24. Strange being on underground with a railway minister (7,9)

Answer: FOREIGN SECRETARY (i.e. UK government “minister”). Solution is FOREIGN (i.e. “strange”) followed by SECRET (i.e. “underground”), then A and RY (a recognised abbreviation of “railway”). Nicely worked.

25. Moderate teases toffs endlessly (4,3)

Answer: EASE OFF (i.e. “moderate”). “Endlessly” indicates the solution can be derived by taking the first and last letters from T(EASE)S T(OFF)S.

27. No tears about disloyalty (7)

Answer: TREASON (i.e. “disloyalty”). “About” indicates anagram. Solution is an anagram of NO TEARS.

28. Includes bitter brewed to be very strong (14)

Answer: INDESTRUCTIBLE (i.e. “very strong”). “Brewed” indicates anagram. Solution is an anagram of INCLUDES BITTER.

31. Rich, fit and not working (4-3)

Answer: WELL-OFF (i.e. “rich”). Solution is WELL (i.e. “fit”) followed by OFF (i.e. “not working”).

33. A blush digesting record of debt leaving son to the very end bitter (11)

Answer: ACRIMONIOUS (i.e. “bitter”). Solution is A followed by CRIMSON (i.e. “blush”) which is wrapped around IOU (i.e. “record of debt”) once the S – a recognised abbreviation of “son” has been placed “to the very end”, like so: A-CRIMON(IOU)S.

35. Section of poem to preserve – Tasso’s no fool (5)

Answer: CANTO (i.e. “section of poem”). Solution is CAN (i.e. “to preserve”) followed by TASSO once the ASS has been removed, indicated by “no fool”, like so: CAN-TO.

36. HM’s in grand construction – here? (11)

Answer: SANDRINGHAM (i.e. “here” – referring to where Her Majesty (HM) sometimes plonks herself). “Construction” indicates anagram. Solution is an anagram of HM’S IN GRAND.

38. Dogmatic idea, no point shifting (11)

Answer: OPINIONATED (i.e. “dogmatic”). “Shifting” indicates anagram. Solution is an anagram of IDEA NO POINT.

40. Delay one riding horse (8)

Answer: STALLION (i.e. “horse”). Solution is STALL (i.e. “delay”) followed by I (i.e. “[Roman numeral] one”) and ON (i.e. “riding”).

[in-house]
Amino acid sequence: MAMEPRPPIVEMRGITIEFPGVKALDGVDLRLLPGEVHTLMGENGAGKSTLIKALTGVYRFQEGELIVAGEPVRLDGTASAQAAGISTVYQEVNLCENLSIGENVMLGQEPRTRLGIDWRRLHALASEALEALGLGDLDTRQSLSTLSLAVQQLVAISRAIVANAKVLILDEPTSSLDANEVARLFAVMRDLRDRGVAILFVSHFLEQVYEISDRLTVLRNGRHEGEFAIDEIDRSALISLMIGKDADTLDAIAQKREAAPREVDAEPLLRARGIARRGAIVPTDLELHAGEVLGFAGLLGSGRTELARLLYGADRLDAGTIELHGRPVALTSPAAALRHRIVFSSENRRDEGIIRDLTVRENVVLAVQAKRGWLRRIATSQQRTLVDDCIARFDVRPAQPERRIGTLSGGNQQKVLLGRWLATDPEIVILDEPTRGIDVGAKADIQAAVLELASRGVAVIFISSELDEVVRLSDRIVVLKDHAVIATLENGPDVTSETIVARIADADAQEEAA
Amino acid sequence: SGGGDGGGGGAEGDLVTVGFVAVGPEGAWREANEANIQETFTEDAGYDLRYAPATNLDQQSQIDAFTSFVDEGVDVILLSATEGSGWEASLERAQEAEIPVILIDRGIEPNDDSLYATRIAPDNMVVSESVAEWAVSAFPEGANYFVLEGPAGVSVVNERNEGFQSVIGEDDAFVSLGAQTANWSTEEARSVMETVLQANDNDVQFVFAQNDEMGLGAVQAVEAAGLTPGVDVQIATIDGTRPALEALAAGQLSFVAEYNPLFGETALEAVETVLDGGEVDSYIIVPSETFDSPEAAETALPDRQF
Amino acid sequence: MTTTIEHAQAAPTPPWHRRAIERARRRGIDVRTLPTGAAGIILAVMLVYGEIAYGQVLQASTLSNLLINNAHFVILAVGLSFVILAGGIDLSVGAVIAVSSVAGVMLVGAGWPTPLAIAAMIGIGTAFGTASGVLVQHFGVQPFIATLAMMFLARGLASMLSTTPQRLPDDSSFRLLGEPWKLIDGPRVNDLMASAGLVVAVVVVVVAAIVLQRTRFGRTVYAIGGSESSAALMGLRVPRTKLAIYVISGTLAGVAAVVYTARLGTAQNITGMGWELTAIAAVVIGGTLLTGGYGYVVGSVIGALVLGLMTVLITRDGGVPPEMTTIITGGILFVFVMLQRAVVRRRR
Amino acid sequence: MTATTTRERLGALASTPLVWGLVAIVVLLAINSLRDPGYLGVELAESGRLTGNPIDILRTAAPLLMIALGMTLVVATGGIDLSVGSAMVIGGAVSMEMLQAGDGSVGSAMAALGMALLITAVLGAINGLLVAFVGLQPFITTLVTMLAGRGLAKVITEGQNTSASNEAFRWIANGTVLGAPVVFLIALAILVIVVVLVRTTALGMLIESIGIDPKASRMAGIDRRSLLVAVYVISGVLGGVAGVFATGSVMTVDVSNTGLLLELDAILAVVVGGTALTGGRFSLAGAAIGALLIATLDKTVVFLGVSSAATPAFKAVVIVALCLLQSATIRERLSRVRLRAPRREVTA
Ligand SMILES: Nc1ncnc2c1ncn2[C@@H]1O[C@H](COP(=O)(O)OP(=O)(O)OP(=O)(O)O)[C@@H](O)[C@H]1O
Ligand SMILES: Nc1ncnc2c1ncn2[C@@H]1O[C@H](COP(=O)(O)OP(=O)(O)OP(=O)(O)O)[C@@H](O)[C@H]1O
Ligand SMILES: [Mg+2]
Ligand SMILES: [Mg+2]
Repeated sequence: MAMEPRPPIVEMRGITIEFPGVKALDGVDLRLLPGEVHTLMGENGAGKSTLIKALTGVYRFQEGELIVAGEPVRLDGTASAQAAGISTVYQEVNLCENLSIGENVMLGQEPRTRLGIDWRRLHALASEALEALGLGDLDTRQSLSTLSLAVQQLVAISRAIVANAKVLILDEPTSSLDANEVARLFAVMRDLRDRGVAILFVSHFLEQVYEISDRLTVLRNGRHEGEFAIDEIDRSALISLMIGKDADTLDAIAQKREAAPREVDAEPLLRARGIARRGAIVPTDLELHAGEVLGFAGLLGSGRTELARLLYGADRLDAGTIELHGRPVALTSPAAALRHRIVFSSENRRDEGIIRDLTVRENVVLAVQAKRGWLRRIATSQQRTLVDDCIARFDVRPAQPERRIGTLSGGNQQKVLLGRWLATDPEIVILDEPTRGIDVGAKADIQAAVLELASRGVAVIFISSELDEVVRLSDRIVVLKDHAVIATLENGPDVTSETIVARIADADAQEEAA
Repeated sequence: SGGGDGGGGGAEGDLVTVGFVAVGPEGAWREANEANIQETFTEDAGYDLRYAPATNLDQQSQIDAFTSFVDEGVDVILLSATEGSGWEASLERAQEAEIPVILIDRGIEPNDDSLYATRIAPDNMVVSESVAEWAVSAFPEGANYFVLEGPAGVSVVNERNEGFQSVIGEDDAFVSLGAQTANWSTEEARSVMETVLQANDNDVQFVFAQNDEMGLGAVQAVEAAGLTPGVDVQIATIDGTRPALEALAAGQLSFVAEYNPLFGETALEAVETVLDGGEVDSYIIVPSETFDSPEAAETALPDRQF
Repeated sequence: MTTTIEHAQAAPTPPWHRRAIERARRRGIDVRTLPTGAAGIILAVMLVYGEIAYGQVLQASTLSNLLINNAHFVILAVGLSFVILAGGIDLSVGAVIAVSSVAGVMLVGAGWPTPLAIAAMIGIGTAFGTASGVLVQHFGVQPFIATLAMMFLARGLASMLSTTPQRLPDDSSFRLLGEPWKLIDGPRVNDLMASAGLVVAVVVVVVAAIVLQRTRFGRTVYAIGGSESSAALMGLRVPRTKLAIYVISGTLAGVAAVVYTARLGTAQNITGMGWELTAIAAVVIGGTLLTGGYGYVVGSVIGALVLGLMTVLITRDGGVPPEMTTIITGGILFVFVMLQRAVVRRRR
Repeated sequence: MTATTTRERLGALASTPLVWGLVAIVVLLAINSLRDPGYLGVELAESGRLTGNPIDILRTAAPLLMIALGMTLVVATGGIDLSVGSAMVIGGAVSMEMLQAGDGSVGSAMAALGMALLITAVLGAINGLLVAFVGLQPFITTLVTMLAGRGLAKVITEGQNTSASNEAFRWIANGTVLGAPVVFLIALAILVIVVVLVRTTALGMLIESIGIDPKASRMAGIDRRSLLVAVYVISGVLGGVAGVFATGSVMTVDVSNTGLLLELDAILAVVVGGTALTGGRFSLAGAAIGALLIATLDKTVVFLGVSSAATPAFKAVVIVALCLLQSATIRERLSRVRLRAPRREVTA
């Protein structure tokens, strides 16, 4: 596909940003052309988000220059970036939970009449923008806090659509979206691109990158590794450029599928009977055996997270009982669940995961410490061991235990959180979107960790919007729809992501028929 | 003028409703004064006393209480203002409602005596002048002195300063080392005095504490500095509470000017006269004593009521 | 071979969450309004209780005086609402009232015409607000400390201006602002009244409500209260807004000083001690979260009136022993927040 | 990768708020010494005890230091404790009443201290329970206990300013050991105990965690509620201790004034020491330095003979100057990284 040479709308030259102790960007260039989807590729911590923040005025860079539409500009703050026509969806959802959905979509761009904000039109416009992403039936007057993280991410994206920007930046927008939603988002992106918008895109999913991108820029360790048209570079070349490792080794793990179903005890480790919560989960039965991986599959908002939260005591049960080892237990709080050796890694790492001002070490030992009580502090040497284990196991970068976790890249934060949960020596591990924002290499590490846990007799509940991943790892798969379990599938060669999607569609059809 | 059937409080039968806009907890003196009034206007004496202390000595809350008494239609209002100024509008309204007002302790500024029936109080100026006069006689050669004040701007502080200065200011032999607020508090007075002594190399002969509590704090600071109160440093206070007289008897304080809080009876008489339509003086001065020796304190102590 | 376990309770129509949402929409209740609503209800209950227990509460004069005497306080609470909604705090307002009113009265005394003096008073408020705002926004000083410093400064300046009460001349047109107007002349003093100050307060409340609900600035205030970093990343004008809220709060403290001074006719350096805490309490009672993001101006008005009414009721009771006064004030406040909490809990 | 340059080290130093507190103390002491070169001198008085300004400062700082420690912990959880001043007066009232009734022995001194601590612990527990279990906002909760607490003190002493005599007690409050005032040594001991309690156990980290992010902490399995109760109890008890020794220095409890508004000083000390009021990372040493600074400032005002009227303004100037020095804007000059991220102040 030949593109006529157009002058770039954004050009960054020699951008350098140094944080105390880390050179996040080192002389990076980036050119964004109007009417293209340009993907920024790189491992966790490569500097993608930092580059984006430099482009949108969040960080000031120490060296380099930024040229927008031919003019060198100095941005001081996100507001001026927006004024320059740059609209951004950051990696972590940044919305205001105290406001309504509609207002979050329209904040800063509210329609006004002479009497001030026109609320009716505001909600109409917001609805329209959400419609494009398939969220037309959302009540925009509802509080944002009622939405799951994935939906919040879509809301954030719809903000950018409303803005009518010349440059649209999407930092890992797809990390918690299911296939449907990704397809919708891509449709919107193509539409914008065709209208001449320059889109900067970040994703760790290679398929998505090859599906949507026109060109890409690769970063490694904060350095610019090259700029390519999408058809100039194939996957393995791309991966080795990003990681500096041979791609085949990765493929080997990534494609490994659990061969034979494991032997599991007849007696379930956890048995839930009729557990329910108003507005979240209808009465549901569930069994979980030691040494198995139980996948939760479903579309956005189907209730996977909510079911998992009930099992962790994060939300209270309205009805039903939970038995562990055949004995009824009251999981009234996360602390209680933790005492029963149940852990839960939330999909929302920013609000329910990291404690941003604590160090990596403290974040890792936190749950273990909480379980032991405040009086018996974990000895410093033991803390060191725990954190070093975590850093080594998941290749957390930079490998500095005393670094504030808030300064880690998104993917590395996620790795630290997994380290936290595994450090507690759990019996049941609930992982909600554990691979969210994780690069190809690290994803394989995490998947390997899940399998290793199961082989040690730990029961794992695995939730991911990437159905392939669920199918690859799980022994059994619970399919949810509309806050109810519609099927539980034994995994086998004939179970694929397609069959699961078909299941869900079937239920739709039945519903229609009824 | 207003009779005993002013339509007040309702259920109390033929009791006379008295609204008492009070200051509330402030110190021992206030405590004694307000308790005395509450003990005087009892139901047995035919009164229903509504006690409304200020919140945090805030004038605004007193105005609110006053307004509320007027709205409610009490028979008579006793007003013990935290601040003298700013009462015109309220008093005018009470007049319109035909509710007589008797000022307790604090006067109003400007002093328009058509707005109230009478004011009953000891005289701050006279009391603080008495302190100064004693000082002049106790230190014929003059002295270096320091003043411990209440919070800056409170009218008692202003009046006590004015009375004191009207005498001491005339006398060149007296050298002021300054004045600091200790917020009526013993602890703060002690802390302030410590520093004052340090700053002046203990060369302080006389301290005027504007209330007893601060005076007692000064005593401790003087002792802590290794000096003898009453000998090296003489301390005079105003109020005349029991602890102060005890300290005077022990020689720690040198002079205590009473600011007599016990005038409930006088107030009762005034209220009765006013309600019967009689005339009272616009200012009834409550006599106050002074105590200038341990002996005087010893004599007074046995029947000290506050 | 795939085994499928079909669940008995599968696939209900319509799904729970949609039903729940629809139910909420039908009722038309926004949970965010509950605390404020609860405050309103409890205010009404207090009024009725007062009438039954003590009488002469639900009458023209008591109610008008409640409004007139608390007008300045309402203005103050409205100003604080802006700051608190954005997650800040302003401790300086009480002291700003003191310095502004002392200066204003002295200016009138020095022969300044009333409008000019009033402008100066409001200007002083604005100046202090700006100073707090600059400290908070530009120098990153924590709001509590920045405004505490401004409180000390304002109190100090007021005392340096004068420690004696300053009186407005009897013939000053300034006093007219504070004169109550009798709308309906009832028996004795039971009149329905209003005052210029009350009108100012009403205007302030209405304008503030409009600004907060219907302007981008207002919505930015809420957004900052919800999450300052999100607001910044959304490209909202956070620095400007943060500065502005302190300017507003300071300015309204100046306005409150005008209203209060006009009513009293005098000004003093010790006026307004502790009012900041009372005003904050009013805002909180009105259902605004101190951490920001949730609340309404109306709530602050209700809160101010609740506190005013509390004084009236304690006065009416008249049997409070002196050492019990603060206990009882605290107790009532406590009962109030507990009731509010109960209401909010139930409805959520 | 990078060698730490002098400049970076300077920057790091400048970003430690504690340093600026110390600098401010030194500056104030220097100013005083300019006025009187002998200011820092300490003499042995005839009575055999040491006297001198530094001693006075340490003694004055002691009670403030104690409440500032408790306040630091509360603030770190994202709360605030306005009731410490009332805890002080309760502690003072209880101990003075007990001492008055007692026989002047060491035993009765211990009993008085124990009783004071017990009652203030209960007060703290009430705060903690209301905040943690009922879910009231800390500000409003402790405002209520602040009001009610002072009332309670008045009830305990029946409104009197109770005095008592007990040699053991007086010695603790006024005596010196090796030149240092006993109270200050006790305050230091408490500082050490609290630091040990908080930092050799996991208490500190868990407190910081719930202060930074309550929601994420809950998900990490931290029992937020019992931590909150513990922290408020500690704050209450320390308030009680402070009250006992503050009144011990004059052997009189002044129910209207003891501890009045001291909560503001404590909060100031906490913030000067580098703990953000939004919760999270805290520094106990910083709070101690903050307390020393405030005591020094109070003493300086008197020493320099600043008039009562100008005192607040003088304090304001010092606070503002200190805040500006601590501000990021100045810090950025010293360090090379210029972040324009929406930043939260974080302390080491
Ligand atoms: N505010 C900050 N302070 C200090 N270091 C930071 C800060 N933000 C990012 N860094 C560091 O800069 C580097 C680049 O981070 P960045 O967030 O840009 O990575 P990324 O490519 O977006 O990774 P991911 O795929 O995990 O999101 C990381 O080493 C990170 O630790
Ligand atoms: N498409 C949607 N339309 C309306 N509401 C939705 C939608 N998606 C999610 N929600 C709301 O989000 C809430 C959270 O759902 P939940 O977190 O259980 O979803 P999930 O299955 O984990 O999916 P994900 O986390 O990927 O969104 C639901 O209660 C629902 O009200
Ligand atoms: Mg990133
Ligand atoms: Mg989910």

42. Sham opponent’s name a million nasty people sent up (5,3)

Answer: STRAW MAN (i.e. “sham opponent” or argument set up for the sake of disputation (Chambers)). Solution is N (a recognised abbreviation of “name”) followed by A, then M (a recognised abbreviation of “million”) and WARTS (i.e. “nasty people”). The whole is then reversed (indicated by “sent up” – this being a down clue), like so: STRAW-M-A-N.

43. Bird’s to raise hatch, reportedly (7)

Answer: JACKDAW (i.e. “bird”). Solution is JACK (i.e. “to raise”) followed by a homophone (indicated by “reportedly”) of DOOR.

46. Mailer accepting Pound is rather fine (7)

Answer: SLENDER (i.e. “rather fine”). Solution is SENDER (i.e. “mailer”) wrapped around or “accepting” L (a recognised abbreviation of a “pound” of weight – ignore the misleading capitalisation), like so: S(L)ENDER.

47. Get annoyed with what might appear on waste land (6)

Answer: NETTLE. Solution satisfies “get annoyed” and “what might appear on waste land”.

49. Socialists pursuing Conservative split (5)

Answer: CLEFT (i.e. “split”). Solution is LEFT (i.e. “socialists”) placed after or “pursuing” C (a recognised abbreviation of “Conservative”), like so: C-LEFT. Nicely worked.

50. Mike’s stuffing piece of meat to munch with gusto (5)

Answer: CHOMP (i.e. “munch with gusto”). Solution is M (“Mike” in the phonetic alphabet) placed in or “stuffing” CHOP (i.e. “piece of meat”), like so: CHO(M)P.

4 thoughts on “Times Jumbo Cryptic Crossword 1443

  1. Thanks Lucian. I must admit we weren’t totally happy with WIZARD (23a). I may be wrong about this, but I’m not convinced that a wizard is the same as a witch doctor. And in any case, why should it be automatically assumed that a witch doctor is male? Smacks of misogyny, IMHO.

    1. The riddly question mark suggests to me that the setter’s stretching it a bit. My guess is that the clue is riffing on them both being practitioners: one of witchcraft, the other of medicine. I could be off the mark, though. Re: sexism – there are a few elements of wordplay seen regularly that feel rooted in the 70s. The one that tends to make my teeth itch is the assumption that there are only men in the army. Nnnggg!!! Of the 16 setters listed in the most recent Jumbo Cryptic collection, covering 2015, only 2 are female, which ain’t great. Need more female setters! – LP

  2. Re 25 across. Solution is epigraph as you have entered in the grid, not epigram as you list as the answer. Sorry. I do have a life, honestly.